Preferably, when the system 310 is fully assembled and in use in a post-production storm drain, the rim portions 408 of filter assembly 312 overlap and rest upon ledge 410 b of hopper sidewalls 410. Hopper flanged portions 414 are braced against drain opening ledge 58, such that the system 310 is securely suspended beneath drain inlet opening. Diversion element 374 is positioned above hopper 400, for example, resting or positioned against drain lateral ledge 58L and hopper flanges 414. Inner peripheral portions 382, for example, inwardly sloped inner peripheral portions, of diversion element 374 define opening 382 a, for example, generally central opening, which is preferably sized to be suitable for a desired application. Peripheral portions 382 are structured to direct water and debris entering drain inlet into the filter assembly 312, thereby substantially preventing bypass of the filter assembly 312. Preferably, the opening 382 a is sized and structured, consistent with a size of the filter element opening, to effectively direct a flow of water toward a center of the filter element. More preferably, the opening 382 a is somewhat smaller than the opening of the filter element, for example about 1 inch shorter in width and about one inch shorter in length than a width and length, respectively, of the filter element opening 312 b.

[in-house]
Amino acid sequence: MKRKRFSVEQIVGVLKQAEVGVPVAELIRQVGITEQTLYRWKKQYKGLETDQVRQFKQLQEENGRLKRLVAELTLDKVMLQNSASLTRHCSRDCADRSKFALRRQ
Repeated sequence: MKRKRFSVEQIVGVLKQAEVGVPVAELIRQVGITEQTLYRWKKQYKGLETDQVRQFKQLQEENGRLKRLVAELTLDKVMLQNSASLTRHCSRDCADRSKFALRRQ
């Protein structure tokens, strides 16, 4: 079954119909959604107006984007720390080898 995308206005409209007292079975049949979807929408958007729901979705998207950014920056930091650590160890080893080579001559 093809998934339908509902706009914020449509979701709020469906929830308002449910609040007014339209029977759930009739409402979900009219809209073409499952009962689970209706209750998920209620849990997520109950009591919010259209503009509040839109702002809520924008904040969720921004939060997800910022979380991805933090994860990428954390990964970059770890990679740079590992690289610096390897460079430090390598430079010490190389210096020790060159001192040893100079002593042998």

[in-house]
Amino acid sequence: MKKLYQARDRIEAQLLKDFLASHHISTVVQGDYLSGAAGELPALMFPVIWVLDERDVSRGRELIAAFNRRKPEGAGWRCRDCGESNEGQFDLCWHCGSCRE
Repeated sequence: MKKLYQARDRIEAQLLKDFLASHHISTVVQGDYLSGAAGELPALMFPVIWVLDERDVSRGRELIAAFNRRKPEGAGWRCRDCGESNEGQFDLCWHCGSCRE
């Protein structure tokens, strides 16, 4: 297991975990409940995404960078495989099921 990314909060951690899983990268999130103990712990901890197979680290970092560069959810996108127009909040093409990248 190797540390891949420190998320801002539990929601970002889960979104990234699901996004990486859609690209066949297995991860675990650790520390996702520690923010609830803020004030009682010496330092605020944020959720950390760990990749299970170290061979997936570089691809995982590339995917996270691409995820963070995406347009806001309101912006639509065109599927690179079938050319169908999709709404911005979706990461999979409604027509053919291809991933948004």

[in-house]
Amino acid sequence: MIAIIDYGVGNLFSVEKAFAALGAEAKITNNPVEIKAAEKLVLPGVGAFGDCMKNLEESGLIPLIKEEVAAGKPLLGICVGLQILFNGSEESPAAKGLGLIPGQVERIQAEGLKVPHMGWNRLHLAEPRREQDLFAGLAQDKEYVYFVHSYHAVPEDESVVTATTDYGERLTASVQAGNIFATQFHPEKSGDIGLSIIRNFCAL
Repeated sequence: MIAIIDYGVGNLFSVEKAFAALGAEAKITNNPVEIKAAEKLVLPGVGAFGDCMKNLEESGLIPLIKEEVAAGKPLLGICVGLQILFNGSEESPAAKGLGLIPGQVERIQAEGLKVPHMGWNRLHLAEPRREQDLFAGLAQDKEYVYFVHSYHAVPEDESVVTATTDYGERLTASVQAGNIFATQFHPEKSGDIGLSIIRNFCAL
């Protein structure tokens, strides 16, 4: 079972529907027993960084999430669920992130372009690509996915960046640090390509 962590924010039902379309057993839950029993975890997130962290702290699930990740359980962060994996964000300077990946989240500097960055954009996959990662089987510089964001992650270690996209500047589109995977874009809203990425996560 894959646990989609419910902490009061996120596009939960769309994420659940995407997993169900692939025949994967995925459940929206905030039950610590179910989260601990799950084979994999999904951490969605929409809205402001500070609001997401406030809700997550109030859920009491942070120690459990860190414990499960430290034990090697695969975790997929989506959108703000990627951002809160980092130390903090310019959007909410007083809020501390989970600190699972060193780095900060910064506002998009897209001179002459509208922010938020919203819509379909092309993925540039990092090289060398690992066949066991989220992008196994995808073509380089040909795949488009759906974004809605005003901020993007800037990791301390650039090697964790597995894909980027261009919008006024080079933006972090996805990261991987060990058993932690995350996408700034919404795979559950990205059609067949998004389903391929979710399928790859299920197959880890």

Any and all features described herein and combinations of such features are included within the scope of the present invention provided that the features of any such combination are not mutually inconsistent.

While this invention has been described with respect to various specific examples and embodiments, it is to be understood that the invention is not limited thereto and that it can be variously practiced within the scope of the following claims.

Claims (6)

1. A storm drain filter system comprising:
a hopper element having a substantially open top and a water permeable bottom surface and including end pieces each having a portion structured to be positioned against a ledge of a storm drain inlet and lateral sidewalls disposed between the end pieces;
a filter assembly structured to be received within the hopper element, the filter assembly including a first frame element structured to engage the lateral sidewalls of the hopper element, and a container having porous sidewalls and a bottom spaced apart from the first frame element for separating and holding debris from water flowing through the storm drain; and